You order 10 invitation cards for 1$ each and fill in the details of the first 10 people you have in mind, you continue with this approach until you cover all the people you wish to invite, ending up sending invitation cards to 100 people and spending 100$ for it.
When it comes to printing, prices will usually fall after the initial set-up costs of the printer resulting in more cheaper prices per unit as quantity increases. (which is a classic demonstration of EoS). In our story, if you would have taken the time to plan the invitees list and ordered 100 cards in one go instead of iteration of 10 each time you could have achieved Economies of Scale and spend 50% less on the invitation cards you ordered.
It’s important to realize that scale could only be valuable to your business once you understand what it is that you would like to achieve (i.e. How can I reduce the cost per invite card) and plan for this goal (i.e. create an invitees list in advance). Building an EoS strategy in early stages doesn’t mean that exciting products or companies cannot achieve it (on the contrary) instead it means that every change you want to incorporate in your business needs to be well considered and evaluated beforehand.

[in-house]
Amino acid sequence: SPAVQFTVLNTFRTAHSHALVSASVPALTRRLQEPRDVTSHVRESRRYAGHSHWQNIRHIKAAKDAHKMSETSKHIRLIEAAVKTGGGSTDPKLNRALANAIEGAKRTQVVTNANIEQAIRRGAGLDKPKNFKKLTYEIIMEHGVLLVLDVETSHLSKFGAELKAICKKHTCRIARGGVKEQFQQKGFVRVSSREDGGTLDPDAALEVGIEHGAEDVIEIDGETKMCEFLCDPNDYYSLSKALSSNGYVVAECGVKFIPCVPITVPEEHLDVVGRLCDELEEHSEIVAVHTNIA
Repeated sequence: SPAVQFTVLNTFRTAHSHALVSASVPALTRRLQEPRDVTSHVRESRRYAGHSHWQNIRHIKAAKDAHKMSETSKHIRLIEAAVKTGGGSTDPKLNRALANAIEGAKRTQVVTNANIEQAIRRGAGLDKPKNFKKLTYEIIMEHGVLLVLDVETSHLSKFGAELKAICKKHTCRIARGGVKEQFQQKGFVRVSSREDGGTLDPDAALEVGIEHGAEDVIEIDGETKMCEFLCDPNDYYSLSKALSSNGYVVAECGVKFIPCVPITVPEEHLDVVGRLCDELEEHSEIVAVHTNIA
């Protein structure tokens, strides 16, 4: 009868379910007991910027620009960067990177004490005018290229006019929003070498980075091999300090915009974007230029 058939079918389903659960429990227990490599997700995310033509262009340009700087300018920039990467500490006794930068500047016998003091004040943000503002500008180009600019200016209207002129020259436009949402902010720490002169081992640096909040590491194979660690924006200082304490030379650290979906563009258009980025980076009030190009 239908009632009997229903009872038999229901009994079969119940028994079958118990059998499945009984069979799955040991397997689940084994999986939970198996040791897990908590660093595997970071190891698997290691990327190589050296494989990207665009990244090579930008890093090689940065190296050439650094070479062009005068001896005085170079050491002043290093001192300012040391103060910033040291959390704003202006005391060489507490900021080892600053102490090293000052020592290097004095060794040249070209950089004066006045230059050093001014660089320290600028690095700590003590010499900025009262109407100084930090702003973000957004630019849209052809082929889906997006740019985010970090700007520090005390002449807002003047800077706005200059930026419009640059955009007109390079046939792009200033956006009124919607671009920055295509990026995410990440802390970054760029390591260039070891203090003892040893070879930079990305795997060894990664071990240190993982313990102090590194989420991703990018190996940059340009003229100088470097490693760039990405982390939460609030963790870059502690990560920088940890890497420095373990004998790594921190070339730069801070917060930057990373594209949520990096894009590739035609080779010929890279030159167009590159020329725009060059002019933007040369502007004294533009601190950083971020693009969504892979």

3 things I learned when achieving EoS as an entrepreneur
Economies of scale are generally associated with big organizations and often suggested that small businesses have less opportunities to achieve them. Like I already mentioned above, this statement and generalization is only true if EoS is viewed narrowly.
In today’s modern world where technology and services are common and the impact of the network can generate value even for the smallest companies it’s important to plan your moves and consider the benefits of achieving EoS.
Here are some of the things that helped me to achieve economies of scale as an entrepreneur:
Use existing services